Your daughter's first period will be a big time in her life. It's an occasion that can feel overwhelming to girls and parents alike, but with a little advance preparation you can make sure she is prepared and also make it into a really positive occasion.
Your daughter will need several things to prepare her and make it special:
1. Information: While it's good to provide girls with information about their bodies and periods from a young age, it's especially important to make sure she has current, correct information as her period nears. Look for books that deal with first periods (preview them yourself, as many are full of outdated information or may contain parts you are not comfortable with). One that our family used was Growing Up: It's a Girl Thing (Straight Talk About First Bras, First Periods, and Your Changing Body), which is recommended for girls ages 8 and up and is very child friendly. New Moon Girls an ad-free magazine for girls 8-14 that comes with a membership to a secure online community is another good source of information for young girls, with female mentors on the site who can answer embarrassing questions.
2. Discussion: This will probably be a somewhat embarrassing topic for your daughter, so proceed with caution here. That said, it's important for her to hear from you on this subject. Ask if she has any questions. Share the story of your first period. Talk about positive aspects of the time and share tips that help you during that time of the month. Also talk about details of yours since hers may be similar, such as how long it lasts and whether you experience cramping, moodiness or other effects. One of my daughters told me that it helps if you talk about funny things that happened to you and other light-hearted talk, "because if you can giggle, it won't be as serious and scary."
3. Products: Before your daughter's first period arrives, start to assemble a special box of menstrual products. Consider including several brands and types of disposable pads, cloth pads (which tend to be much softer and more comfortable besides being environmentally friendly, and can be made at home and also found on Etsy) and perhaps some slender tampons (talk to her also about the slight risk of Toxic Shock Syndrome and consider supplying organic tampons if you're concerned about dioxins and such). You might also want to include products like a sea sponge or diva cup, though at first she may be more comfortable with products like pads that are easier to use. You might also want to include other items that could make her period easier, such as a microwaveable heating pad to help with cramps or anything that helps you feel better. Give her the special box of products well in advance of her first period, so she can read the inserts and familiarize herself with the products in private.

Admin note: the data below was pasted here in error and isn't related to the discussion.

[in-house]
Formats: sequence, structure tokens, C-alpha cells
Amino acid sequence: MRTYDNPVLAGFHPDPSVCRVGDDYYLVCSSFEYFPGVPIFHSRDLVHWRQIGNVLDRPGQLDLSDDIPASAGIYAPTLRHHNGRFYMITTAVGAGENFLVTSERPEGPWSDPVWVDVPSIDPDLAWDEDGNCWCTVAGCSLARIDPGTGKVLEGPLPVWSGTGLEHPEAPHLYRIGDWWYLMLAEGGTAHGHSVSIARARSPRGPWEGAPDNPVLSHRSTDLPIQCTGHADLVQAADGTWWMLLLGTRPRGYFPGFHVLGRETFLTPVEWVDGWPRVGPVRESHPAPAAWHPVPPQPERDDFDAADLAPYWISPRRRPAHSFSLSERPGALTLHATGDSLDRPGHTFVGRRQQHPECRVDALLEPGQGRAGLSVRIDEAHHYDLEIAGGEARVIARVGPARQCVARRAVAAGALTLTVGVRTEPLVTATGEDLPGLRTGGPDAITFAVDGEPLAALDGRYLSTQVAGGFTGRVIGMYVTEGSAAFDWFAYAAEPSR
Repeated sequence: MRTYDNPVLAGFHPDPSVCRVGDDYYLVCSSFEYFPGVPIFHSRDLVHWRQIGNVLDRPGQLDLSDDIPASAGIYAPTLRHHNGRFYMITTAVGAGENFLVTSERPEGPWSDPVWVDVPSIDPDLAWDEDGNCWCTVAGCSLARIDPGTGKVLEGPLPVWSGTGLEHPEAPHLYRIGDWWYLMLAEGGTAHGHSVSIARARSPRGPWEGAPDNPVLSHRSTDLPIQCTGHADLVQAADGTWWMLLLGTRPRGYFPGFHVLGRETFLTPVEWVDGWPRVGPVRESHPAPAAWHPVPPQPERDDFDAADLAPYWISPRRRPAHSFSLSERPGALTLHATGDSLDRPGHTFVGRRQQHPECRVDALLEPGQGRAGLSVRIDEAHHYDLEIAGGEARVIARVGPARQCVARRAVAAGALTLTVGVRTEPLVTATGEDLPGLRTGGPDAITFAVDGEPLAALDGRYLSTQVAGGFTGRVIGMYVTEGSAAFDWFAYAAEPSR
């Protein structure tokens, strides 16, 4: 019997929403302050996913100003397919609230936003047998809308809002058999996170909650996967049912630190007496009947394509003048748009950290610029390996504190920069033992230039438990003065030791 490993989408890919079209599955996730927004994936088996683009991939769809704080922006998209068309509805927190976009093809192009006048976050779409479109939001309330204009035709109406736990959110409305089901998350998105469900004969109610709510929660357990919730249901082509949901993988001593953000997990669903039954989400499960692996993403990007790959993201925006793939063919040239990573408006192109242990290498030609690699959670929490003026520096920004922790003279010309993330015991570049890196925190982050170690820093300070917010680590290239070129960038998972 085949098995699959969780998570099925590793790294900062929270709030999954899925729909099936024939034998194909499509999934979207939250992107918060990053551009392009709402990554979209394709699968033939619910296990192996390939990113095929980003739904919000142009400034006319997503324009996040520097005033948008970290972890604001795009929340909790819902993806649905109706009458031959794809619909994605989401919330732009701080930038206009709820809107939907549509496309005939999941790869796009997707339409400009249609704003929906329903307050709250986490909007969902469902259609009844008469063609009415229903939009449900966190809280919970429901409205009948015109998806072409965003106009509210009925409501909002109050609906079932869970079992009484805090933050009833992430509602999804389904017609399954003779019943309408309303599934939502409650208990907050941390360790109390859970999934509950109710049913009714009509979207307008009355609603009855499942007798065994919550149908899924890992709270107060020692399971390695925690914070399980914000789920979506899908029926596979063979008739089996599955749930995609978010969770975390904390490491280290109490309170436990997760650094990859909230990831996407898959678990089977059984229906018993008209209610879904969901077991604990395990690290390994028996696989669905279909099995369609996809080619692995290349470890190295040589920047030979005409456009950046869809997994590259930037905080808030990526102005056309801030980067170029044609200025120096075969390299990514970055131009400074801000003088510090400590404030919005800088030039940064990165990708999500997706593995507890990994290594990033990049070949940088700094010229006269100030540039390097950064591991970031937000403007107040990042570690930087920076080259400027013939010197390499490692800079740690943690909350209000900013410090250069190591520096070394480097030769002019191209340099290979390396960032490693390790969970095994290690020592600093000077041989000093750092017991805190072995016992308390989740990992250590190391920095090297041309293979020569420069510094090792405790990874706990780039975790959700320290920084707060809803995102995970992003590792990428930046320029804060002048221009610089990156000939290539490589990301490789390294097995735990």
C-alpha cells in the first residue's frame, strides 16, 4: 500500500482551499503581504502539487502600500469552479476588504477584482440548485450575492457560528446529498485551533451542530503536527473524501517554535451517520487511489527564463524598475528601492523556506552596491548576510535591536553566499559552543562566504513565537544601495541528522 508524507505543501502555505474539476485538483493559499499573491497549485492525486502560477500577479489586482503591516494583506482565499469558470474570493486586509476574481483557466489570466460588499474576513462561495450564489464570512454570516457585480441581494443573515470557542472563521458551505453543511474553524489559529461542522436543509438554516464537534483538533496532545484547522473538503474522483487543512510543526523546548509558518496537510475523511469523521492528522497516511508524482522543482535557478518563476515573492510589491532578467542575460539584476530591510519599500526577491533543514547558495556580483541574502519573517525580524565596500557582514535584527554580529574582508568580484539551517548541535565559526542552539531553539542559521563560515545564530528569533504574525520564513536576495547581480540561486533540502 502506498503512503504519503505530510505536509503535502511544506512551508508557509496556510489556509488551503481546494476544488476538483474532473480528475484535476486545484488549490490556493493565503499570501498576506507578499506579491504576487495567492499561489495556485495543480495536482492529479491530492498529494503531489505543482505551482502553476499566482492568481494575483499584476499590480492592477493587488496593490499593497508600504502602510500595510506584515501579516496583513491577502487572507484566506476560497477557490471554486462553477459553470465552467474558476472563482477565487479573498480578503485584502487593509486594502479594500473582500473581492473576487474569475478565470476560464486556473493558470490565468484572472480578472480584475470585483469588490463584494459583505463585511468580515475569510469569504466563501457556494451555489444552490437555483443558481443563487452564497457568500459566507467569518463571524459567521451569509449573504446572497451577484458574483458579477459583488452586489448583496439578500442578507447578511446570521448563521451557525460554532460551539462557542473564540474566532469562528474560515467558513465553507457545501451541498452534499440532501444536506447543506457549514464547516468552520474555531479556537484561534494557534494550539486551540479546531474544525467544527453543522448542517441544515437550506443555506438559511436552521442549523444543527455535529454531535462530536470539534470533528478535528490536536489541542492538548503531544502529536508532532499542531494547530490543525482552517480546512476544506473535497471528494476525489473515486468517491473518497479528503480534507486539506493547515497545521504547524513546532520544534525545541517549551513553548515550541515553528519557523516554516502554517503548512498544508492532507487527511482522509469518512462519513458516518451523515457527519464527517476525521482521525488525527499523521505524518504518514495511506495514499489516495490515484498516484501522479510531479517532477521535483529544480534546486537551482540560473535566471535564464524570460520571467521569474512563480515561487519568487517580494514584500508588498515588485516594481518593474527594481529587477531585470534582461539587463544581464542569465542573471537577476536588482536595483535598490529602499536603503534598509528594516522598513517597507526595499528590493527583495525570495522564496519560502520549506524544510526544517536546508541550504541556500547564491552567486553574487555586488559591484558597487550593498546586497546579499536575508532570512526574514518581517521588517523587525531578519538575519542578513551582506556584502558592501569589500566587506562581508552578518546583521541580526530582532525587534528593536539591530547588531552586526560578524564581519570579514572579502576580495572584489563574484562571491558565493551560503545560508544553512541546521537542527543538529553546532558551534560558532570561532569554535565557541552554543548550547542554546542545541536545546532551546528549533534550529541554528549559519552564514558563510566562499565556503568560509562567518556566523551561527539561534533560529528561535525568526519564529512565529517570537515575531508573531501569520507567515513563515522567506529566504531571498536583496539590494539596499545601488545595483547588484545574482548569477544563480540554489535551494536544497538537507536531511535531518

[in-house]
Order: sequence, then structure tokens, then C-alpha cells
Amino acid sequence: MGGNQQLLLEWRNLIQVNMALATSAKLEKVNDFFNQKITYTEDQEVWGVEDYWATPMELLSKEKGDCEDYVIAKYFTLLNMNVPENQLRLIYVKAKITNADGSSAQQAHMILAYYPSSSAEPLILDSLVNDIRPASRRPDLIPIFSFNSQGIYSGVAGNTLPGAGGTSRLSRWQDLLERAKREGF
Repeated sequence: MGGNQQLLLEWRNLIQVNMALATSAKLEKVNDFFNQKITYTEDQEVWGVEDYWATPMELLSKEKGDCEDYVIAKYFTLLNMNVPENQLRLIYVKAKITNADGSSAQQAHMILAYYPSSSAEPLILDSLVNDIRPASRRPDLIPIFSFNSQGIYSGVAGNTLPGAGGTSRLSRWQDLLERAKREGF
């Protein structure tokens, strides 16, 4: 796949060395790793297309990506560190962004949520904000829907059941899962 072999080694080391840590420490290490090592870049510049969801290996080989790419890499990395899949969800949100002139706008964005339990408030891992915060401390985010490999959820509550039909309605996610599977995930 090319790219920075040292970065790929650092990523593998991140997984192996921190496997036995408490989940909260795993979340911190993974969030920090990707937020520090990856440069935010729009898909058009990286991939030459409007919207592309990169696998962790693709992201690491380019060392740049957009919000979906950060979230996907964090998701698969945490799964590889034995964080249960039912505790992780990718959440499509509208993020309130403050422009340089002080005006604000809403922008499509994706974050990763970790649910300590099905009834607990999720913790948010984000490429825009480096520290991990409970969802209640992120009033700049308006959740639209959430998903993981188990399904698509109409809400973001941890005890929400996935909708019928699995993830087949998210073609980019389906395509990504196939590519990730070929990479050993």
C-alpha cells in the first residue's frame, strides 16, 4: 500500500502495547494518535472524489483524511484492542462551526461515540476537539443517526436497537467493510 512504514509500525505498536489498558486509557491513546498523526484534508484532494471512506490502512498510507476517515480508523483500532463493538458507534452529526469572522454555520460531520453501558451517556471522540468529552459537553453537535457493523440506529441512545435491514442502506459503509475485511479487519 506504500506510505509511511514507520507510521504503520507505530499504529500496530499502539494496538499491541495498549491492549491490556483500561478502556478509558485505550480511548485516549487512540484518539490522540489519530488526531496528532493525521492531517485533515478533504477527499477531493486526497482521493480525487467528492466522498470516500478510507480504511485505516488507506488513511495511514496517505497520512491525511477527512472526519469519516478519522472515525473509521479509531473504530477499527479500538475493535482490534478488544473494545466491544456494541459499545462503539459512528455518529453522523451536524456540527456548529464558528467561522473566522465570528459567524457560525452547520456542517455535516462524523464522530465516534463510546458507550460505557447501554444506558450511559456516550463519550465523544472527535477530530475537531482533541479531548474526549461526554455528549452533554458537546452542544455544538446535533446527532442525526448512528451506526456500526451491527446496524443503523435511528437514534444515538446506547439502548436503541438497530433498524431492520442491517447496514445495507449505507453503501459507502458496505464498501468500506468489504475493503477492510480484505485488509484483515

4. A plan: Here's one of the nicest parts. Let your daughter know that you'll do something special when the occasion finally arrives. Ask her what she prefers. Choices could include going out with you and other special women in her life for a celebratory meal, mother-daughter manicures or pedicures, a special women-only evening at home, going to the mall for a special day with wonderful women in her life, piercing her ears for the first time or something else where she can be welcomed into womanhood by you and/or other supportive women who love her and will help make this a positive, fun initiation into this part of life.
5. Something pampering: Also consider putting aside something special to accompany her first period. At our house, it's a box of fabulous local chocolates.
How do you know when your daughter's period will start? Nature tends to give us good advance warning -- a girl's first period generally begins about six months to a year after she starts to develop breasts.
With a little preparation like this, you can help your daughter begin this new phase of her life in a really positive, special way.
Next time: Free samples to help assemble your first period kit.
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Note: This is an updated version of an article that first appeared in my Mankato Attachment Parenting column.